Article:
Nicholson-Smith notes in a column on Sportsnet that the Jays need to address the bullpen in particular. That is especially true after swapping Hendriks, who had a career-best 2.92 ERA out of the Jays’ bullpen in 2015, for a back-end starting pitcher.

Report: Jonathan Papelbon is “untradeable”

Jonathan Papelbon
AP Photo/Jacquelyn Martin

Jon Heyman of CBS Sports spoke to an anonymous baseball executive, who said that Nationals closer Jonathan Papelbon is “untradeable”. The Nationals are hoping to trade both Papelbon and the man he displaced, Drew Storen.

Papelbon has a poor reputation in baseball, particularly after a dugout altercation with superstar outfielder Bryce Harper. Focusing strictly on what he does on the field, Papelbon still gets the job done. The 35-year-old finished the last season with a combined 2.13 ERA, 24 saves, and a 56/12 K/BB ratio over 63 1/3 innings between the Phillies and Nationals.

The Nationals owe Papelbon $11 million for the 2016 season.

Minor league home run king Mike Hessman retires

NEW YORK - JULY 29:  Mike Hessman #19 of the New York Mets bats against the St. Louis Cardinals on July 29, 2010 at Citi Field in the Flushing neighborhood of the Queens borough of New York City. The Mets defeated the Cardinals 4-0.  (Photo by Jim McIsaac/Getty Images)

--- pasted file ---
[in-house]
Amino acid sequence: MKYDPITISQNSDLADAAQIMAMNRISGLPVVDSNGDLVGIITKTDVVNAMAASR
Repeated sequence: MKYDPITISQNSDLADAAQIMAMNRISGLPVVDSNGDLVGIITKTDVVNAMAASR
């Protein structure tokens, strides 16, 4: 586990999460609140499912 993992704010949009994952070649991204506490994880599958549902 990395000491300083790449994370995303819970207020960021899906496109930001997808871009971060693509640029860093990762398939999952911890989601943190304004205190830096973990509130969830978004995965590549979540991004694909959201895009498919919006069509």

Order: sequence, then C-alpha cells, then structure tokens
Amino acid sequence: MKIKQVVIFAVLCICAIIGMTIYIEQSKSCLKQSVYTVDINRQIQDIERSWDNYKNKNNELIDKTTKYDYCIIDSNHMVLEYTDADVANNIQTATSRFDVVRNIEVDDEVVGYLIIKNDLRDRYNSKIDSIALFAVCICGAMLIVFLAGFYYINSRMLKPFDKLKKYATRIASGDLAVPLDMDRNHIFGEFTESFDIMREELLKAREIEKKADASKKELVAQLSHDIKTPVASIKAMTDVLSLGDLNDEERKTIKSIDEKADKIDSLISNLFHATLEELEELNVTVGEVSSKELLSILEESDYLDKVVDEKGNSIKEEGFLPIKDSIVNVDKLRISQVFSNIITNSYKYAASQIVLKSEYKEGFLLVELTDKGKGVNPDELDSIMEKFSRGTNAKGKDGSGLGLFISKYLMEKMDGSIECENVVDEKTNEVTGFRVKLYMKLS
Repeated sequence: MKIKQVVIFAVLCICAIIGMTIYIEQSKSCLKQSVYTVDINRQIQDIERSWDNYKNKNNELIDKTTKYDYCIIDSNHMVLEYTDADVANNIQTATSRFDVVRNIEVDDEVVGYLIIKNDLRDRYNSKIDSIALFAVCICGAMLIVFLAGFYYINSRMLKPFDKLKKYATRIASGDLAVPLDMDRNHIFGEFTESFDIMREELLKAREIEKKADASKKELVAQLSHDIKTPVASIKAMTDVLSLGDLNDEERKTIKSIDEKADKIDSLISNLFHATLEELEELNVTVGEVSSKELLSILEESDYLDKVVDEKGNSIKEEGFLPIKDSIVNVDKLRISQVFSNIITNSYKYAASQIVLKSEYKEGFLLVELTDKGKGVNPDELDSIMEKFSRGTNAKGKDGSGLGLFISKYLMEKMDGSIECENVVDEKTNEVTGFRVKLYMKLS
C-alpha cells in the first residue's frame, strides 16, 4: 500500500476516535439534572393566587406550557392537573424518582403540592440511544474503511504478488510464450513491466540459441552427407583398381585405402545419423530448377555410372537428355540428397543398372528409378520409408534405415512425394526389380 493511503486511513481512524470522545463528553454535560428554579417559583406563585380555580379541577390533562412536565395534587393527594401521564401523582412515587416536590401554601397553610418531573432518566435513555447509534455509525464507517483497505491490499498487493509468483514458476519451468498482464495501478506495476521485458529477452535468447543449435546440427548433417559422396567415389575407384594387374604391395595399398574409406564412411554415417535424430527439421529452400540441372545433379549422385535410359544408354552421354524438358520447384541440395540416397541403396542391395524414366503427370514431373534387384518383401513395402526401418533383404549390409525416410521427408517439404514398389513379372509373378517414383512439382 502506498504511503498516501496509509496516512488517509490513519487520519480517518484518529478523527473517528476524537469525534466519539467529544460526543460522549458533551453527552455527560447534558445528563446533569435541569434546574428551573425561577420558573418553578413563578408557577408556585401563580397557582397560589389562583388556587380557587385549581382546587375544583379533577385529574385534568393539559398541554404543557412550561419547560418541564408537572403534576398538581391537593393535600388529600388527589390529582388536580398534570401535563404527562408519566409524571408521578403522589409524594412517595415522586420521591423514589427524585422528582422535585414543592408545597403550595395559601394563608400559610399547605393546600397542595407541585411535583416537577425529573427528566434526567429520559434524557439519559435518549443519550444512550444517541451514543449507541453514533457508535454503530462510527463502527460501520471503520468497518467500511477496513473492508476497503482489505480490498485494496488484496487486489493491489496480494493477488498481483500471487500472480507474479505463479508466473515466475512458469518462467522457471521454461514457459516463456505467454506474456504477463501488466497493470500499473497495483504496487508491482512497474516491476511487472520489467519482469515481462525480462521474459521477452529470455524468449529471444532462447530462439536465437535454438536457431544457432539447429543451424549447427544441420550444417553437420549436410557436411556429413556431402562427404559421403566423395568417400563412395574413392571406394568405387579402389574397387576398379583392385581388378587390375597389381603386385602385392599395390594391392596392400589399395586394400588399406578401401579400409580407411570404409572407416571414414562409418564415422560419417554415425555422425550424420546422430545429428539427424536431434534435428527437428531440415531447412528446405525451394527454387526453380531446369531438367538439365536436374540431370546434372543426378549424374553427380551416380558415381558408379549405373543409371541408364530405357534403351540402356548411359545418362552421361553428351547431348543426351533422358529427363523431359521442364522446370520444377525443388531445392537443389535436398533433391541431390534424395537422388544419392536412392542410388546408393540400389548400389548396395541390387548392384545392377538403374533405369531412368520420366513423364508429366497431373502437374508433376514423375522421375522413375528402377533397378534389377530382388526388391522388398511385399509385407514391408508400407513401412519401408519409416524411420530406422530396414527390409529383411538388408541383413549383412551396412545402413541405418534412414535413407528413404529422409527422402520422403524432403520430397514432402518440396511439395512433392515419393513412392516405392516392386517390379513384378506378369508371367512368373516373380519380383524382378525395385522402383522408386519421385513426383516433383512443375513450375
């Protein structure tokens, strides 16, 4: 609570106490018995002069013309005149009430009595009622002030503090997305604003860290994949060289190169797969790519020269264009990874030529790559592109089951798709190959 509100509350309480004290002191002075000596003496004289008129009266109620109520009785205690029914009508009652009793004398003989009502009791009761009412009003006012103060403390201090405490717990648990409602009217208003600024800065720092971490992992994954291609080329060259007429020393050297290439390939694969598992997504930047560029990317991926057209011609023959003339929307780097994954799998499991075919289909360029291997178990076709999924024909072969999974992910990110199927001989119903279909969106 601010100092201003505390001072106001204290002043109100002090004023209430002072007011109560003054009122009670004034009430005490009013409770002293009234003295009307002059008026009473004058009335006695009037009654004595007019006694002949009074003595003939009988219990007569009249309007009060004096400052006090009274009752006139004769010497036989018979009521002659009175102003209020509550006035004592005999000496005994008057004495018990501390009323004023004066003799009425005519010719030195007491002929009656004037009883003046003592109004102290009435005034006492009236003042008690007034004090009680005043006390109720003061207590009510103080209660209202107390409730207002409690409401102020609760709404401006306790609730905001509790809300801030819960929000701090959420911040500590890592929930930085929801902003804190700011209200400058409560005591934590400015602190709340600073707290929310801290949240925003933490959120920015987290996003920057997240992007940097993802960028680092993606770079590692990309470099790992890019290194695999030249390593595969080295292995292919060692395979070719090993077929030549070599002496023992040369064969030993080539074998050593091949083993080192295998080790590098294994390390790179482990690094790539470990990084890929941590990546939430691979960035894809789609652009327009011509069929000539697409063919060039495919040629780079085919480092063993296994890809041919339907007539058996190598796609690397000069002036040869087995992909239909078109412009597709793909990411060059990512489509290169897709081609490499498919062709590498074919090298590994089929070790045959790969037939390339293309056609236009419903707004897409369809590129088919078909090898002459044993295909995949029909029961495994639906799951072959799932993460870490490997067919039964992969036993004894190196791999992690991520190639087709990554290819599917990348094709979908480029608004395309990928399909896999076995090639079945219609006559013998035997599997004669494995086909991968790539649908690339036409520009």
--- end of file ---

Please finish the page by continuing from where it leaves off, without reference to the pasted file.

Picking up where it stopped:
Jim McIsaac/Getty Images

Baseball America’s J.J. Cooper reports that corner infielder Mike Hessman has retired from professional baseball after 20 seasons. Hessman hit 433 home runs in the minor leagues, an all-time record. He broke Buzz Arlett’s record this past August and with style as #433 was a grand slam.

Hessman, 37, was selected in the 16th round of the 1996 draft by the Braves and remained with the organization through the 2004 season. He then went to the Tigers from 2005-09, the Mets in 2010, then drifted into the Astros and Reds’ farm systems before returning to the Tigers for the last two years.

Hessman took 250 plate appearances at the major league level, batting .188/.272/.422 with 14 home runs and 33 RBI.